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Employee motivation isn’t very hard to get right, but, unfortunately, many companies are still st...
Employee motivation isn’t very hard to get right, but, unfortunately, many companies are still stuck in the past.
What truly motivates employees is the opportunity to grow and make a real difference in the world.
Intrinsic Vs. Extrinsic Motivators
There is so much debate on this subject that I want to try and explain it as simply as possible. When people make the argument that extrinsic motivators don’t work, the response will often be about money and a proper paycheck.
It’s true that everyone needs to earn a living. They have to pay the bills.
People also have to feel that they are fairly compensated for the amount of work that they do, this is what’s known as equity theory.
If it’s not an equal exchange, then the focus will be exclusively on that. But once the subject of compensation is taken off the table, what motivates employees long term are intrinsic motivators.
It’s pretty well known that more money doesn’t ever lead to anything effective. What usually ends up happening, is we adjust our lifestyles to account for the increase in money, so it makes no real difference. We’re often still in the same position financially at the end of the day.
What makes people happy is the feeling of pride from accomplishing something amazing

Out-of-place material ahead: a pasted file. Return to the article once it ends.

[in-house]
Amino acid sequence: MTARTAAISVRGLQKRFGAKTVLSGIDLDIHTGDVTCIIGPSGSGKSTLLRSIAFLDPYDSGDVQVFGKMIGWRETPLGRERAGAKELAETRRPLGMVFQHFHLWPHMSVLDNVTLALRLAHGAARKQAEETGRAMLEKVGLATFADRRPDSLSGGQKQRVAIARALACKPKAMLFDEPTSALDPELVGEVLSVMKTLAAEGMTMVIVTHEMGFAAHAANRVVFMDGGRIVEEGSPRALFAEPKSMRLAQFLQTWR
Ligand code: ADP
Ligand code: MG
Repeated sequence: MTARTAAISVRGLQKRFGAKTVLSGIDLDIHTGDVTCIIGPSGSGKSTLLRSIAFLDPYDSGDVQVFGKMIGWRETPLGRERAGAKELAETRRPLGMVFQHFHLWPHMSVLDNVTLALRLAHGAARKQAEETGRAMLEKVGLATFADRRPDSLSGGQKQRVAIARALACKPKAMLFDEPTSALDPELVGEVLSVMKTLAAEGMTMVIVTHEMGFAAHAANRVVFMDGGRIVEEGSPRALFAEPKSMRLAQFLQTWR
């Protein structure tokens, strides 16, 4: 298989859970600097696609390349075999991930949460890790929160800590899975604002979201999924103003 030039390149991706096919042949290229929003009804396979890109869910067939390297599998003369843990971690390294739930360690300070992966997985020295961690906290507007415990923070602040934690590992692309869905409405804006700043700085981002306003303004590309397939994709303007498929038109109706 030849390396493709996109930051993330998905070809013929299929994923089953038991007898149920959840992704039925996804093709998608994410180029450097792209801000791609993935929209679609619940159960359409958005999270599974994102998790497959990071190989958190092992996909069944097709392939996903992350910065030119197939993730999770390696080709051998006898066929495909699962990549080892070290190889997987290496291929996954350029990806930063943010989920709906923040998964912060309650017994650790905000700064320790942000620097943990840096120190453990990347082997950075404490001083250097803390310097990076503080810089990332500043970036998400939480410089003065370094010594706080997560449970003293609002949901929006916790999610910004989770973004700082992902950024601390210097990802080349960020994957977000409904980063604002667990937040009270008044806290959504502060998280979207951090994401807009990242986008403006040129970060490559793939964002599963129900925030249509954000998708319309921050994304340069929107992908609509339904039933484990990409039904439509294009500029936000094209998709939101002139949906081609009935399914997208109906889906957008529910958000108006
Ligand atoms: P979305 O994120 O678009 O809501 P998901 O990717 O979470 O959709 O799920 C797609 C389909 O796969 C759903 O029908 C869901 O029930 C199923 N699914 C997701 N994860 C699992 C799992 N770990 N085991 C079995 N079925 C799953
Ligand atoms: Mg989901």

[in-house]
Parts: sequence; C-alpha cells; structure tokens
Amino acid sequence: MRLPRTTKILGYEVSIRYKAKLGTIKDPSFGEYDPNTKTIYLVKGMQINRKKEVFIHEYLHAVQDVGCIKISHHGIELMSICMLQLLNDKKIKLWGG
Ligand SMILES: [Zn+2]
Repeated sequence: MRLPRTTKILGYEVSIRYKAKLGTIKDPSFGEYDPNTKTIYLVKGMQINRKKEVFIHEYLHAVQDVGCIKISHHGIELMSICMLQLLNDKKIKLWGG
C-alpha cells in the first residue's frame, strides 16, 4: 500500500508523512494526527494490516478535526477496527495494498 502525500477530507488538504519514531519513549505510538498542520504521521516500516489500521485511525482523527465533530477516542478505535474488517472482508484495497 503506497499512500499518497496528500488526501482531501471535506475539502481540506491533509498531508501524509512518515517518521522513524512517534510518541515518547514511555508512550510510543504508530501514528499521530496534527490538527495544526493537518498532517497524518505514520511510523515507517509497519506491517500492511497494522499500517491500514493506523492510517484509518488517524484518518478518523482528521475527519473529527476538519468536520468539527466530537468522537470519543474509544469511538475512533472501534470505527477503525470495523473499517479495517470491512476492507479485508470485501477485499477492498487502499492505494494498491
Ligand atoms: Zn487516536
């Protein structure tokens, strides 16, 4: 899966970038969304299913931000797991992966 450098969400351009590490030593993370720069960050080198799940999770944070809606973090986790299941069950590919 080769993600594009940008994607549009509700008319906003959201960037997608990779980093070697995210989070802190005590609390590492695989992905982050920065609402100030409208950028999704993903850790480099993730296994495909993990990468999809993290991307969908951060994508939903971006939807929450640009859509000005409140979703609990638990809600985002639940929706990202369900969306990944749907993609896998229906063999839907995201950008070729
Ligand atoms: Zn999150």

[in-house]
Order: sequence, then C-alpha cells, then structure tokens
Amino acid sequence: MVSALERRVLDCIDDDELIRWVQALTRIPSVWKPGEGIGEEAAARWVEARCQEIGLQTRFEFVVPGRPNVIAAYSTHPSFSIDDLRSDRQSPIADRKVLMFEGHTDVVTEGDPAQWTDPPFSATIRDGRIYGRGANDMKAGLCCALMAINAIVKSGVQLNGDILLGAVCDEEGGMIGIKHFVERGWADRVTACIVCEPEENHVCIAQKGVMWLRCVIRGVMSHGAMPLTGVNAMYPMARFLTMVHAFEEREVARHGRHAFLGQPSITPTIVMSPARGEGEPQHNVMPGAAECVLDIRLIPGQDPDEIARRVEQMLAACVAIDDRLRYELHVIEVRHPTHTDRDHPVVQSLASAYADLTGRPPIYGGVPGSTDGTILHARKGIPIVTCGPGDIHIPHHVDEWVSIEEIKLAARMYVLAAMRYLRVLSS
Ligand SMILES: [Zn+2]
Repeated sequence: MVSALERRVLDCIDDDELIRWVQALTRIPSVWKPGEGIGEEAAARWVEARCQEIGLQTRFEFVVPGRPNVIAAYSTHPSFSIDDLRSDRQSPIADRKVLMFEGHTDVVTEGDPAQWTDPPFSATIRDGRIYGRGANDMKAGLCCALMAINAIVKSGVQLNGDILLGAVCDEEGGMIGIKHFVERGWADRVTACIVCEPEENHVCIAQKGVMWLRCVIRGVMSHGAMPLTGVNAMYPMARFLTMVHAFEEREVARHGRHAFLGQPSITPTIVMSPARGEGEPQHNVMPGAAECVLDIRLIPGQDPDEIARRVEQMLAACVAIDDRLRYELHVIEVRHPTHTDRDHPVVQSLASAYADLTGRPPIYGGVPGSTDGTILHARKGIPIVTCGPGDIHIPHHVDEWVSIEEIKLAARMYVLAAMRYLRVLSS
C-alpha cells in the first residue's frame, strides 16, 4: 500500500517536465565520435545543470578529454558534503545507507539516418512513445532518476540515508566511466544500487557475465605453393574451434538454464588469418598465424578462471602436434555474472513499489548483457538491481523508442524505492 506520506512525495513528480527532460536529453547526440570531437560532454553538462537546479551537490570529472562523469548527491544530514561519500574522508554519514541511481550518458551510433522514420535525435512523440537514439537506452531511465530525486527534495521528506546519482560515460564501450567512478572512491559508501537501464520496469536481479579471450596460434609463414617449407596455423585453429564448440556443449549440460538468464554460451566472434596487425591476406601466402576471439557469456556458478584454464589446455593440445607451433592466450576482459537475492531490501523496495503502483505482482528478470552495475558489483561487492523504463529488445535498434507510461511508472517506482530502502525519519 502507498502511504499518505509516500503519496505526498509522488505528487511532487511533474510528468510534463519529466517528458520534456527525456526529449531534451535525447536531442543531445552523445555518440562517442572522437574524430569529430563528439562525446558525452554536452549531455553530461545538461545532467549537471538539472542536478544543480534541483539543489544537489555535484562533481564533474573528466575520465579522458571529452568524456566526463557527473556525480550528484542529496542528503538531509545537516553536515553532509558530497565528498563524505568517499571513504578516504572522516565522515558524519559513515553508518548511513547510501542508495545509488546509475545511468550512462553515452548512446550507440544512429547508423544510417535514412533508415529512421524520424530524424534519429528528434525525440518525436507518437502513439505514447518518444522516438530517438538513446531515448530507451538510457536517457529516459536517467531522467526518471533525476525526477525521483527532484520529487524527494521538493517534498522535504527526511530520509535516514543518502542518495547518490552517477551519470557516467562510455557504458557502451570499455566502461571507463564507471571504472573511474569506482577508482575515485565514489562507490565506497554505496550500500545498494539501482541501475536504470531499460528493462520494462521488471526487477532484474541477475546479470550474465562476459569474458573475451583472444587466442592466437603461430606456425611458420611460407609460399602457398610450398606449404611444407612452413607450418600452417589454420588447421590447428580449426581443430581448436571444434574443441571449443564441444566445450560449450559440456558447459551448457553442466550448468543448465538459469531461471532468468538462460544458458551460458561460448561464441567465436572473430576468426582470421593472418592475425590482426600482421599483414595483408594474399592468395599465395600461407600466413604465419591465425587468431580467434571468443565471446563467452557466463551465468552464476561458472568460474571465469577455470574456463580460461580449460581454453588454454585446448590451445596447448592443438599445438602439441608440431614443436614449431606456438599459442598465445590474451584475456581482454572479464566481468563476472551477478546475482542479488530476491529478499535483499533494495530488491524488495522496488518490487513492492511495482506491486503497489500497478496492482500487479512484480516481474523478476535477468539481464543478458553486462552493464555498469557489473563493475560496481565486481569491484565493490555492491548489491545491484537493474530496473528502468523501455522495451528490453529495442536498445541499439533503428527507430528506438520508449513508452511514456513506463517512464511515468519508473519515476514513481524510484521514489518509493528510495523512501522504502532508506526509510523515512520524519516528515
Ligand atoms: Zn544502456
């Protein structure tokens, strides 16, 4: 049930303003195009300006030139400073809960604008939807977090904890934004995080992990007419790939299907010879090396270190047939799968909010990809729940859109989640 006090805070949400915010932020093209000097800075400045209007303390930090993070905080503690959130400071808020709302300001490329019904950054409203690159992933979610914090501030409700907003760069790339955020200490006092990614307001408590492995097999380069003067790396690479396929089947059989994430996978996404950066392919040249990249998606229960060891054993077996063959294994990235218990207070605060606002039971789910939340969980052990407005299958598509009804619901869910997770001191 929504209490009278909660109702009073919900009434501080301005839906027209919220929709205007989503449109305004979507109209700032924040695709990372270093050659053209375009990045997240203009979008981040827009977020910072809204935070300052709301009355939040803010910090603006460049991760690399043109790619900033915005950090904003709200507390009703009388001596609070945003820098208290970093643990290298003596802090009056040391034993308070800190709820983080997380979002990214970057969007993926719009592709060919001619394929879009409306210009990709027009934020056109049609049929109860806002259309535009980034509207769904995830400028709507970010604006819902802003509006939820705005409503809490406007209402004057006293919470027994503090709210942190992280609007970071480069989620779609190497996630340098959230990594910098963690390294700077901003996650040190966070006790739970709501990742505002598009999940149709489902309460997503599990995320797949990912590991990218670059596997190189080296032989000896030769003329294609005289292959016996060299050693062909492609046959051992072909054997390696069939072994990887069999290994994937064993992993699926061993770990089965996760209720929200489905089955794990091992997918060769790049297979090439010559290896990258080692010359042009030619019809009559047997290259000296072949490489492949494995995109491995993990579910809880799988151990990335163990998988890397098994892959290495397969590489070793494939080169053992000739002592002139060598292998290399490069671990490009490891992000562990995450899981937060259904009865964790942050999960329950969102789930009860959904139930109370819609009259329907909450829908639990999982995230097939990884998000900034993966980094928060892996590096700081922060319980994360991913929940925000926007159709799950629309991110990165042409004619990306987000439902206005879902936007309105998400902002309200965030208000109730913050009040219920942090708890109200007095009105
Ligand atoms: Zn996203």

In one study, that Dan Pink talks about in his book Drive, looks at what happens with rewards and kids drawing.
Researchers divided the children into three groups.
The first was the “expected award” group. They showed each child a “Good Player” certificate and asked if the child wanted to draw in order to receive the award.
The second group was the “unexpected award” group. Researchers asked these children simply if they wanted to draw. If they decided to, when the session ended, the researchers handed each child one of the “Good Player” certificates.
The third group was the “no award” group. Researchers asked these children if they wanted to draw, but neither promised nor gave them a certificate at the end.
Children in the “unexpected award” and “no award” groups drew just as much, and with the same enthusiasm as they had before the experiment. But children in the first group showed much less interest and spent much less time drawing.
The prizes had turned play into work.
In another study, two Swedish economists found that offering a small payment in exchange for giving blood decreased the number of people willing to donate by half.
The researchers suggest “the payment tainted an altruistic act and ‘crowded out’ the intrinsic desire to do something good.”